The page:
Diving into containers – post #1 of several

In this series of posts I will explore containers and their related technologies.

The problem that containers attempts to solve

  • Allow organizations to respond quickly to new business requirements by speeding application delivery.
  • Helps keep systems and data secure by isolating applications.
  • Lowers development costs by enabling increasing developer agility
  • Reduce maintenance time and cost, since an entire container can be replaced rather than patched and updated.
  • Use existing infrastructure to adopt a new innovative development and hosting discipline.
How do containers achieve these goals?
Containers enable software to run reliably when moved from one computing environment to
another, example:
  • From a developer’s laptop to a test environment, to a QA environment and then into production.
  • From a server in a datacenter to a virtual machine in a private or public cloud.

Containers are easy to deploy and portable across host systems because the complete application environment is included in the container.

What is a container
  • Containers are an application isolation capability on a host operating system.
  • A container consists of an entire runtime environment: an application its dependencies, libraries , binaries, and configuration files, packaged. This bundled application and dependencies abstracts differences in Operating System distributions and infrastructure.
  • All containers on a host must use the same kernel.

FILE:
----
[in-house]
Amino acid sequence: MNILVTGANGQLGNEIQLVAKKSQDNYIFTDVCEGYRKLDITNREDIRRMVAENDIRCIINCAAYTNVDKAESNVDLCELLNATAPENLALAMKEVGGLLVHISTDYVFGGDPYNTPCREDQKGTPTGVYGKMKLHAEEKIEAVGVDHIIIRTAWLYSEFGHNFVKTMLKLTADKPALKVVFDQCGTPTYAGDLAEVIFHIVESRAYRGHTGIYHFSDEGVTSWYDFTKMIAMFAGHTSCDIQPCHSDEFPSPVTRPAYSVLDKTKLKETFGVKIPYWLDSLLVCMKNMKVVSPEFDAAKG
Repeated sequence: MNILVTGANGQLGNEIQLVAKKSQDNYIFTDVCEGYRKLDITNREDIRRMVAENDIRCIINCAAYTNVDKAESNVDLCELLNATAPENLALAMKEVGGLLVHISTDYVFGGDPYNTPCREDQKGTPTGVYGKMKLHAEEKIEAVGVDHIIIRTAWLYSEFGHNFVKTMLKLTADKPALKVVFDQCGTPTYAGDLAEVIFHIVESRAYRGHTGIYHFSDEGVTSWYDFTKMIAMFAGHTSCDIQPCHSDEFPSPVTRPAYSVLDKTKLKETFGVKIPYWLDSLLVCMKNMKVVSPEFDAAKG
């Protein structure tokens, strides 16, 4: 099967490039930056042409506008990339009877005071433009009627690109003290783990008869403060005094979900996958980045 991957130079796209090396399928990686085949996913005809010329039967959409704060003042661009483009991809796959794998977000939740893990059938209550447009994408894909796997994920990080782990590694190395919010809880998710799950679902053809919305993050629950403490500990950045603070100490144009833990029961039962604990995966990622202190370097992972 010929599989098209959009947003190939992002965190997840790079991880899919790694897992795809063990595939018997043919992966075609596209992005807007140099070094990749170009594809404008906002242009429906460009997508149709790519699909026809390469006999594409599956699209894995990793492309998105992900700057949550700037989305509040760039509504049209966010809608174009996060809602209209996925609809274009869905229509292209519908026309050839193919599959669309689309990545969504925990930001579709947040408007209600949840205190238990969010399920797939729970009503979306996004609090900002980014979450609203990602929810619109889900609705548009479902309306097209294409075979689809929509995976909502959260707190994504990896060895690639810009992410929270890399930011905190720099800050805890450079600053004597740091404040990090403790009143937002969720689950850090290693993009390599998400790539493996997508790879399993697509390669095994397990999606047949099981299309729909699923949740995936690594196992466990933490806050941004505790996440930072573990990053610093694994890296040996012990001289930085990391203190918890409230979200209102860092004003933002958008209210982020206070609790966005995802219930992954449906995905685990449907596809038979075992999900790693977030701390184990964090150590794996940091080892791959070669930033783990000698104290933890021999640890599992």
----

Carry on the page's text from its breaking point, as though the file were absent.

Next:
Advantages of containers
  • Containers are easy to deploy and portable across host systems because the complete application environment is included in the container.
  • Containers enable server consolidation by running multiple applications on a host, similar to virtualization.
Doesn’t virtualization also enable concurrent applications to run in an isolated environment.
What’s the difference between containers and virtualization? 
  • Virtualization virtualizes CPU, storage and networking to enable a guest operating system to run, and applications run on the guest. Essentially a virtual server.
  • A container host provides a logically isolated runtime environment within the same Operating System of a physical or virtual server.

Containers can run on virtual machines.

Containers compared to Virtual Machines (VM)
Container VM
Shares same kernel Each VM is its own operating system; runs on a hypervisor
Seconds to start Minutes to boot up
Tens of megabytes in size Gigabytes in size
Arguably less secure because root access on a Linux host has access to all containers. Arguably more secure because VMs are isolated.
Available on Linux, Solaris and Windows Operating Systems and  AWS, Azure and Google clouds/ VMware ESXi, KVM, HyperV are hypervisors that run VMs. VMs also run on public clouds: AWS, Azure and Google.

kernel-vm

In the next blog post, I will explore containers in Linux and other environments.

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One thought on “Diving into containers – post #1 of several

  1. Pingback: Creating containers in Linux post 2 of several | Jonathan's blog

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